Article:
Victor Lafay, a French cyclist, won the second stage of the Tour de France 2023, his first victory in the prestigious race. Meanwhile, despite the longest and most difficult stage from Vitoria-Gasteiz to San Sebastián, Britain’s Adam Yates managed to maintain his overall lead and keep his yellow shirt.
Lafay’s Surprise Victory
Lafay, who had already made a name for himself in the early stages, won the race for his Cofidis team for the first time in 15 years, striking clear of the race favourites in the final km. The 27-year-old Lyon cyclist, who had previously shone in the first stage to Bilbao, expressed his joy at his win. “I was a little frustrated yesterday, but to be there at the end today is incredible.” I knew there would be attacks at the finish, and I figured I could do something about it. “I just told myself, ‘Go for it,'” he explained.
Wout Van Aert of Jumbo-Visma was visibly disappointed after finishing second to Lafay, displaying a distinct sense of frustration at not being able to clinch the stage win.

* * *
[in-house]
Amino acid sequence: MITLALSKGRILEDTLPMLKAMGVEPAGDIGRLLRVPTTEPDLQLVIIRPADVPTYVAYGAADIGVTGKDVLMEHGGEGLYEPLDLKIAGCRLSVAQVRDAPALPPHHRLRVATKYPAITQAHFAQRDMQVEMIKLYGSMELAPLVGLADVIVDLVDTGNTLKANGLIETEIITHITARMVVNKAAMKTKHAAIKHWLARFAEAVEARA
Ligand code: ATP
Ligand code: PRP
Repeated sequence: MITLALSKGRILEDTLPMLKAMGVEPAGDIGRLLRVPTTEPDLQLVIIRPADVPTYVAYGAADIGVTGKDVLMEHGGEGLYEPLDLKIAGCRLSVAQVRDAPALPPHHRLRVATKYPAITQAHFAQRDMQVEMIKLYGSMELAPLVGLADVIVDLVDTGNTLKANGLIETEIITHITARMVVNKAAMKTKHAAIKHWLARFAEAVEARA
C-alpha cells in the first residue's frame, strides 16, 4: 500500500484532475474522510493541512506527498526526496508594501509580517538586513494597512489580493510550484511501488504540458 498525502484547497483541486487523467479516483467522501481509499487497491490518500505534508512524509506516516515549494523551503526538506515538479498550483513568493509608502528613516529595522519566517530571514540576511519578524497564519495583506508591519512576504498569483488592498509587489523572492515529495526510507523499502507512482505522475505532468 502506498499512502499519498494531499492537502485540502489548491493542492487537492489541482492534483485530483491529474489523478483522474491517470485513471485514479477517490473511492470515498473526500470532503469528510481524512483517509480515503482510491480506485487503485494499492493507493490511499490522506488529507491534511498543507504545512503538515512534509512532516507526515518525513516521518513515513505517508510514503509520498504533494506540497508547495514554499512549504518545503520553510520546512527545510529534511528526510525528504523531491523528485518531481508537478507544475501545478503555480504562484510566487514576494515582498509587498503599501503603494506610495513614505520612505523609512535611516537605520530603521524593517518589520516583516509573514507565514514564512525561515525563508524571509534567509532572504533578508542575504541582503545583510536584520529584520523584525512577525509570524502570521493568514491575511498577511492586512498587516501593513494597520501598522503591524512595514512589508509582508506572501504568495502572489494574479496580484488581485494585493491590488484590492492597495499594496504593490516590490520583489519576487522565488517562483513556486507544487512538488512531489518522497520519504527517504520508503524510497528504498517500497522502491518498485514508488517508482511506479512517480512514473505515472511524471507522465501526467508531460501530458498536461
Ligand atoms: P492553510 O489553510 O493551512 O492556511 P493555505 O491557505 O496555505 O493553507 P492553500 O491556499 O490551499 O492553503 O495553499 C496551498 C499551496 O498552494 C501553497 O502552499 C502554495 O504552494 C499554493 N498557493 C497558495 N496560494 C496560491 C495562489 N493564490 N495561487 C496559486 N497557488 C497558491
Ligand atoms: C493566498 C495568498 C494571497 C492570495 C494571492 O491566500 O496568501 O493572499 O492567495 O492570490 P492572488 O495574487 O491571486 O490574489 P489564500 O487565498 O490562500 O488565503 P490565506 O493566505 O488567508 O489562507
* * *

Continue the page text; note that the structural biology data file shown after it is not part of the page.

Chaos on the Track
The stage, however, was not without dispute. Several spectators disrupted the race by scattering tacks throughout the road, resulting in punctures for up to 20-25 cyclists. “Someone sprayed some tacks on the road because we saw 15-20 punctures,” said Matt White, head of performance for the Jayco AlUla squad. This unfortunate event cast a shadow over the race, marking a significant point of tension.
Simultaneously, Tadej Pogacar of UAE Team Emirates secured significant bonus seconds over his competitors by reaching the peak of Jaizkibel, the day’s penultimate climb, first. This put him in second place overall, just six seconds behind Adam Yates. “In the end, we set up Tadej for the bonus seconds, and I think we did a good job in the end.” “It was all about the bonus seconds and the final – if Tadej had won the bonus and the stage, he would have beaten me, but we kept [the yellow jersey] with the team,” Adam Yates explained.
The Tour continues from Spain to France on Monday’s third stage, which might result in a victory for Mark Cavendish. It will take riders around an 187.54km circuit from Amorebieta-Etxano to Bayonne, providing a realistic opportunity for the sprinter to break Eddy Merckx’s record of 35 Tour stage wins.